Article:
Instructions

 

1) Mix well white yogurt with the water and freeze.

2) Place the lye container to the a sink full of very cold water and ice and pour in the frozen yogurt+water

3) Very slowly – in small batches – add the NaOH into the frozen yogurt/water, while constantly stirring. Control the temperature of the solution so that it does not exceed 40°C (104°F), otherwise the milk sugars will caramelize and this will impair the whiteness of the soap.

It took me 15 minutes to dissolve all the NaOH and despite this, my solution finished a bit yellowish.

4) Melt coconut oil and pour it into olive oil. This will keep the temperature of your oils low.

5) Add lye+yogurt solution to the oils and mix until trace.

6) Add to your soap a mix of essential oils with rice bran flour (or other scent fixative) and stir well

7) Finally, pour in the moldsindividual preferably – in order to keep the temperature and consequently the yellow color low.

 

To freeze or not to freeze? That is the question!

 

My question was – is freezing soap necessary, and how does this affect the color?

 

I poured soaps into individual plastic molds and one plastic log mold. I covered the top of the soap by baking paper to prevent soda ash.

 

Lemon yogurt soap - 1

I put:

  • three molds into the freezer over night and in the morning placed them in the fridge
  • the log mold and one individual mold were put directly in the fridge and
  • the rest of the individual molds were left at the room temperature

I wanted to know, how the curing temperature affects the soap color.

Experiment results

 

  • Soaps from the freezer (12 hours in the freezer, 12 hours in the fridge) were the whitest – although still yellowish – were also easy to unmold, BUT! after the soap reached the room temperature, they were very soft. I damaged them a bit by manipulation – like if it was cold butter. This was probably because the saponification reaction slowed down substantially at such low temperatures – this theory was later confirmed by the fact, that 24 hours after unmolding, each soap from this batch developed a strong layer of soda ash (by the reaction of unreacted lye with air).
  • Soaps from the fridge (24 hours) were more yellow, but difficult to unmold – I had to put them in the freezer for 30 minutes. These were substantially harder than the soaps from the freezer. 24hours after unmolding, a thin layer of soda ash developed.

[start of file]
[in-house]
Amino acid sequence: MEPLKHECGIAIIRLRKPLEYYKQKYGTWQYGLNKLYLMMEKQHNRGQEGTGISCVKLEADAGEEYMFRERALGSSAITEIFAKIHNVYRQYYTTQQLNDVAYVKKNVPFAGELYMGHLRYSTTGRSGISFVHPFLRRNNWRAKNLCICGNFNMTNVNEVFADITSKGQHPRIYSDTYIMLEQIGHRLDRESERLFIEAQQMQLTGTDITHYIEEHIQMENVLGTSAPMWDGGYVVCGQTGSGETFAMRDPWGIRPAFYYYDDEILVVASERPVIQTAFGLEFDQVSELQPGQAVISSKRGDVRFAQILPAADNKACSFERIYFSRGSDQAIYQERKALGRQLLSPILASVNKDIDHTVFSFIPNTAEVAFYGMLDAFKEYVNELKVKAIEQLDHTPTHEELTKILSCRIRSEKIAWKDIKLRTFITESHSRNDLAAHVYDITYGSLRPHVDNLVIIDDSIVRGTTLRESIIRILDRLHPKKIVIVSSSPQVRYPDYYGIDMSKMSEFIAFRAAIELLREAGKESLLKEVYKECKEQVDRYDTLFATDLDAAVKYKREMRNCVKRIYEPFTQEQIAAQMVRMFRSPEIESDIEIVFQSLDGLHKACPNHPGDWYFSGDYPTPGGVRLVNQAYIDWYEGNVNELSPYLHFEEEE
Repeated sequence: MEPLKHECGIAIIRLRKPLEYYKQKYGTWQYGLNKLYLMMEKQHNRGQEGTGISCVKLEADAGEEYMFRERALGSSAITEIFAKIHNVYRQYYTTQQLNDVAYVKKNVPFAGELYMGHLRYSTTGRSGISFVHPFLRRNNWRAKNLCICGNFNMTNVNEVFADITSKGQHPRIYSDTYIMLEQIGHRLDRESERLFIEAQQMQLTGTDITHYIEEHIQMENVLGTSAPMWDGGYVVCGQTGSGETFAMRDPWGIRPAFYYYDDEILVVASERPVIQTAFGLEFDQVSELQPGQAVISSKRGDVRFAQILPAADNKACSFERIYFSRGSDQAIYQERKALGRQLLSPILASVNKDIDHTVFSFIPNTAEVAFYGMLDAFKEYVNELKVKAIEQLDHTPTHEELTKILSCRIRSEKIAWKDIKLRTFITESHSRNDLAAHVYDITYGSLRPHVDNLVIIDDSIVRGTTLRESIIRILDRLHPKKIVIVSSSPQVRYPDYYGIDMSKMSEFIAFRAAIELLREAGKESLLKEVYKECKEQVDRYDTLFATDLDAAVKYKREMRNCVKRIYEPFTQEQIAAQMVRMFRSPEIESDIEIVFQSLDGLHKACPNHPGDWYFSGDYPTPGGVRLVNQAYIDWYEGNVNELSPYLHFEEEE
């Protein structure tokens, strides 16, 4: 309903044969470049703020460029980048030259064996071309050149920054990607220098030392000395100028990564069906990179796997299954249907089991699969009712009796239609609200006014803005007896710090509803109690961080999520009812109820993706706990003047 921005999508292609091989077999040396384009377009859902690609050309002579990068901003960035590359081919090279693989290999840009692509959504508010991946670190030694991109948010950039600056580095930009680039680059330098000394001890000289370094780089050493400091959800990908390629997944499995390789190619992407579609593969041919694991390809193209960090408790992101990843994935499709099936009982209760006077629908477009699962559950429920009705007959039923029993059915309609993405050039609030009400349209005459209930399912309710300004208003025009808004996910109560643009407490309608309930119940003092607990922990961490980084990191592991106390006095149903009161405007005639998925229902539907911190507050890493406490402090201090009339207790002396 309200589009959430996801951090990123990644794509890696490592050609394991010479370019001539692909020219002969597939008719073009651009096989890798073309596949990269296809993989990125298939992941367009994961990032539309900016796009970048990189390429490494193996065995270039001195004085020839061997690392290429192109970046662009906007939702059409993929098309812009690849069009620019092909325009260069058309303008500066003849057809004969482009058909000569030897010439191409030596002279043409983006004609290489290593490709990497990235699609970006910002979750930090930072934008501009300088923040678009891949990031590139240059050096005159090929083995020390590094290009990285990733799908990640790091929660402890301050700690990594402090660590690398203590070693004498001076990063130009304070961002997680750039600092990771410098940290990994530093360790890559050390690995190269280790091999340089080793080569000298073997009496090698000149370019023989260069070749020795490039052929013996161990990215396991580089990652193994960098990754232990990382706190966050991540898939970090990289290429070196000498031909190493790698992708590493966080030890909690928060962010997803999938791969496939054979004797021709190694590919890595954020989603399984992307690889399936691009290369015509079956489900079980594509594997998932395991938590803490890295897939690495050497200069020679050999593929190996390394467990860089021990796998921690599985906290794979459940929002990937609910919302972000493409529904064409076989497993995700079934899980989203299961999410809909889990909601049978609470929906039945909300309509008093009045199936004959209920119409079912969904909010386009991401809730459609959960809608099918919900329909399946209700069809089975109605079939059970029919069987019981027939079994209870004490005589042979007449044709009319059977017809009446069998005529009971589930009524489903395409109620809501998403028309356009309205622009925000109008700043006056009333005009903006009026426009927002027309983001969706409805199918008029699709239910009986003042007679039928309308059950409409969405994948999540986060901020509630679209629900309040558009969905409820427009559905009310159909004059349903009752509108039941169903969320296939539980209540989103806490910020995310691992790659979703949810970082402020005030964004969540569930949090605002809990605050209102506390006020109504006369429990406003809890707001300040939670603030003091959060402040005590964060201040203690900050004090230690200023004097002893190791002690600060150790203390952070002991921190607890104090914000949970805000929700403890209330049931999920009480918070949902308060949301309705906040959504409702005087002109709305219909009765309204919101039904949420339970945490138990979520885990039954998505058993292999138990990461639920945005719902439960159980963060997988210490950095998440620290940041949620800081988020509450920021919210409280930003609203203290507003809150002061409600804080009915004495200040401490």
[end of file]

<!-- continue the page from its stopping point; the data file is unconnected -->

• Room temperature soaps (24 hours) were the darkest and also had to be put in the freezer for better unmolding. There was no sign of soda ash 24 hours after unmolding – the saponification has taken place almost completely.
Lemon yogurt soap experiment
Soaps after 24 hours in molds – top soaps are from the freezer – see how soft they were and how they were damaged b manipulation; middle row and first from the left in the bottom row – soaps from the fridge; bottom row – three soaps on the right – room temperature. The color differences are not seen well at the photo.
Lemon Yogurt Soap experiment 2
Soaps 24 hours after unmolding. Bottom row – freezer soaps (see they are lighter, but with soda ash), middle row and first soap from right on the top- soaps from the fridge, top row three soaps from left side – room temperature soaps..

I tried this recipe in 100% olive oil variant and it works, too :)

PS: Do you like my experience? How do you make your soap?

Answer by leaving a comment below the post!

Have a nice soapmaking day!

Evik

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References
[1] E. J. CLAR, C. P. HER and C. G. STURELLE. Skin impedance and moisturization. J. Soc. Cosmet. Chem. 26 337-353 (1975)
[2] Middleton JD: Sodium lactate as a moisturizer. Cosmetics and Toiletries 93: 85-86, 1978.
[3] Harding, CR, Bartolone, J and Rawlings, AV. Effects of natural moisturizing factor and lactic acid isomers on skin function. In: Loden, M and Maibach, HI, editors. Dry Skin and Moisturizers: Chemistry and Function. Boca Raton: CRC Press, 2000. p.229-241.
[2] Garg T, Ramam M, Pasricha JS, Verma KK. Long term topical application of lactic acid/lactate lotion as a preventive treatment for acne vulgaris. Indian J Dermatol Venereol Leprol [serial online] 2002 [cited 2012 Jul 8];68:137-9. Available from: http://www.ijdvl.com/text.asp?2002/68/3/137/12541